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RENO, Nev. — Air ambulance operators are trained to respond to medical emergencies, not to make emergency landings.
But a team flying a sick passenger into the Reno-Tahoe airport Wednesday morning did just that, when an air traffic controller fell asleep on the job.
It happened about 2 a.m., when the ambulance, after circling the airport for 16 minutes while trying to contact the control tower seven times, made an unassisted landing without the tower's help.
No one was injured, but the FAA said Wednesday it had suspended the air traffic controller for falling asleep at work and being out of communication.
The suspension is the second this month for the FAA, which has investigated at least five lapses this year in airports around the country — four involving controllers falling asleep on the job. The FAA announced Wednesday it was immediately putting a second controller on the midnight shift at 27 airports around the country that currently use one controller overnight.
"I am totally outraged by these incidents. This is absolutely unacceptable," Transportation Secretary Ray LaHood said in a statement. "The American public trusts us to run a safe system. Safety is our number one priority and I am committed to working 24/7 until these problems are corrected."
While the controller's suspension seems to be a disciplinary action, airport chief Krys Bart indicated that blame didn't just rest with the sleeping official, but with the system that left the airport and its runways solely in one person's hands.
"The flying public needs an assurance from the FAA that this situation will be addressed at all airports," Bart said. "We must have adequate staffing."
While LaHood's quick response to the cry for help coming from airports like Reno-Tahoe is being applauded today, his direction to amp up staffing may not be enough to address a deeper problem in the air traffic control force.
Rules are one thing, but there's also a staffing crisis underway in the industry.
In the last few years, several studies have documented how air traffic controllers are overworked in terms of hours and work-related stresses, and understaffed: in this decade, more than half of the air traffic controllers in the country will be forced to retire, and there's not yet enough people in the pipeline to replace them.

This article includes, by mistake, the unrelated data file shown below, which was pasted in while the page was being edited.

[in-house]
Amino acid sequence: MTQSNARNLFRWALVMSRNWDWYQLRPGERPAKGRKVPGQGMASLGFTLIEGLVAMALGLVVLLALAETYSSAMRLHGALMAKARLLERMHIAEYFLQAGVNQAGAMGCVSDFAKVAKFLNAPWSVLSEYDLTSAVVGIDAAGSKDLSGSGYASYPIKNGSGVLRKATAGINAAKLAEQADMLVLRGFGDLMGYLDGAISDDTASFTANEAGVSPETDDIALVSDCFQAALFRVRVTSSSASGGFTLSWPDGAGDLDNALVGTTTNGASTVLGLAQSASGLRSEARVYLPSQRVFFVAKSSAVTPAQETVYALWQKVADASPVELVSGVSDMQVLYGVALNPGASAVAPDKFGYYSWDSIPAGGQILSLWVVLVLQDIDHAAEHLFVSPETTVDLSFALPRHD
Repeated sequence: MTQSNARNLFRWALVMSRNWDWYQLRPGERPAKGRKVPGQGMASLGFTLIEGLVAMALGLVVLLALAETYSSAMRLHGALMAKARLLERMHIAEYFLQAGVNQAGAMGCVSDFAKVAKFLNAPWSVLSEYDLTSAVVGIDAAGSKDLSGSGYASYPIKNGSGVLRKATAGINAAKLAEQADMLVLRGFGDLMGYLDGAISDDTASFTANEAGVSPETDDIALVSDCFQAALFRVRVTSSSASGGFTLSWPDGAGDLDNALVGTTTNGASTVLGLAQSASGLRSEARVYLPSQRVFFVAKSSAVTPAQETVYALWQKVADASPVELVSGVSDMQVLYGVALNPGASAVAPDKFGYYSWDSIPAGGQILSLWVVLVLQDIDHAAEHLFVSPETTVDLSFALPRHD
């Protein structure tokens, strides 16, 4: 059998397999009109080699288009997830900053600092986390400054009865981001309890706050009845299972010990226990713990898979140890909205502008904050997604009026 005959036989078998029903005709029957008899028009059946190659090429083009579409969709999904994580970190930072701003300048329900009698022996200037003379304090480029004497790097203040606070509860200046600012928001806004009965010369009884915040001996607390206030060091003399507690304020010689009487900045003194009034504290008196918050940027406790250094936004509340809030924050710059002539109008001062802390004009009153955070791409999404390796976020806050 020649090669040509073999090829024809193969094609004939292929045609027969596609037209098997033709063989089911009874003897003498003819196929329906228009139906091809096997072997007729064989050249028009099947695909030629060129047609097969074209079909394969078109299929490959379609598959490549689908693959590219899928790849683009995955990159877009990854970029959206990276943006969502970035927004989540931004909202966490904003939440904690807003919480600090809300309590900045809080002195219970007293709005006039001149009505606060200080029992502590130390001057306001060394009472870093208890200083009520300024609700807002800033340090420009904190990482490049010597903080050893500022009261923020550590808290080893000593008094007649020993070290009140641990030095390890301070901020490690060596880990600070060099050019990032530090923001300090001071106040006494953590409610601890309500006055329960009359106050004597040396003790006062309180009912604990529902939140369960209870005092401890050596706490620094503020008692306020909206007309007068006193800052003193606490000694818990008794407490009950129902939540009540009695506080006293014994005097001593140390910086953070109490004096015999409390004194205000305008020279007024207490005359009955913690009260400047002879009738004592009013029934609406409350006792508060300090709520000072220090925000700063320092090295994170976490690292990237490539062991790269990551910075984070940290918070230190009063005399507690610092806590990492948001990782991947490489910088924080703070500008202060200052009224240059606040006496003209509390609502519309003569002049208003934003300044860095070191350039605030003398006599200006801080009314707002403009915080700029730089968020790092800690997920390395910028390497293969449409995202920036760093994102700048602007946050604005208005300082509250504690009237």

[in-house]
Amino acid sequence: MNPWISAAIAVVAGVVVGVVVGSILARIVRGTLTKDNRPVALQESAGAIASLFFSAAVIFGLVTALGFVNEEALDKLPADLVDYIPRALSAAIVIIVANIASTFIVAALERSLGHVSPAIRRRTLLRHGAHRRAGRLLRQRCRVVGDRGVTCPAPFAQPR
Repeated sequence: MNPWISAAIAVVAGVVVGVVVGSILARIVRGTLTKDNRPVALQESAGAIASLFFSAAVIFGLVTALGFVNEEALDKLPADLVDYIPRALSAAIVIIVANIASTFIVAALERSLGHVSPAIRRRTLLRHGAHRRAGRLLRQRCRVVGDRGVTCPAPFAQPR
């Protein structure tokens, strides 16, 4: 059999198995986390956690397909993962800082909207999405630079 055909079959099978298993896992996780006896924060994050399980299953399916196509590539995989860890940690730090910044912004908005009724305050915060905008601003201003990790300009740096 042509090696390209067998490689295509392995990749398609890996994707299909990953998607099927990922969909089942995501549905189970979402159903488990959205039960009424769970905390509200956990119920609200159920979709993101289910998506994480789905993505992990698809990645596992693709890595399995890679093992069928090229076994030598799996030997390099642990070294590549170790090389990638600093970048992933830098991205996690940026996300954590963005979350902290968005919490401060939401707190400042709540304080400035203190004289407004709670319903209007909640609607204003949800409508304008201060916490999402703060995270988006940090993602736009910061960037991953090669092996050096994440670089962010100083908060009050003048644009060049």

The highly specialized field of air safety isn't the easiest career to get into. Controllers are responsible not just for negotiating runway traffic, but policing the skies for about a 50-mile radius around their towers. It's a high-stress position that requires eagle-eye attention on the job, which is difficult for anyone to keep up for a straight eight-hour shift; and many air traffic control units work rotating shifts in order to keep airports staffed round-the-clock.
One can't be more than 31 years old to be hired and entered into the 3-to-5 years worth of training it takes to become certified, because the federal government mandates that controllers retire by age 56.
While air traffic controllers are considered especially "essential" national personnel, as we learned in the run-up to a potential government shutdown last week, Congress hasn't yet corrected the problem.
Aviation safety was a major focus of the FAA Reauthorization bill that the Senate passed in February by a vote of 87-8. Nevada Senators Harry Reid and John Ensign both voted in favor of the legislation.
But the House passed a different version of the bill, that funds the Federal Aviation Administration at about $4 billion less.
That may sound good in a time of deficit reduction — and the House legislation did contain an instruction not to let the cuts compromise aviation safety — but FAA officials have warned that the House's bill would force them to furlough several hundred safety employees.
"It's dangerous. It doesn't protect passengers, it imperils passengers," Reid said of the House's bill.
The House's bill passed by a vote of 223-196, with Nevada Republicans Dean Heller and Joe Heck voting for it, and Nevada Democrat Shelley Berkley voting against it.
The two pieces of legislation are now going through the conferencing process, where their dissimilar provisions will be resolved before each house of Congress will be asked to pass the revised version again.
Reid, who flies in and out of Reno several times a year, took a moment on the Senate floor Wednesday to marvel that no one was injured in Wednesday morning's incident, especially given what he called the "terribly rough" air conditions at the Reno-Tahoe airport as a result of wind constantly coming down into the valley off the Sierra Nevada Mountain range nearby.
He urged the congressional conferees, when considering the reauthorizations that are supposed to modernize the country's aviation system, to fulfill what he called Congress' "key role" in mitigating and correcting the inadequacies of airport safety precautions as well.
"Last night's near tragedy reminds us that the state of the art structures and the best tech works only as well as the people operating them," Reid said.
Source: EMS1.com - Link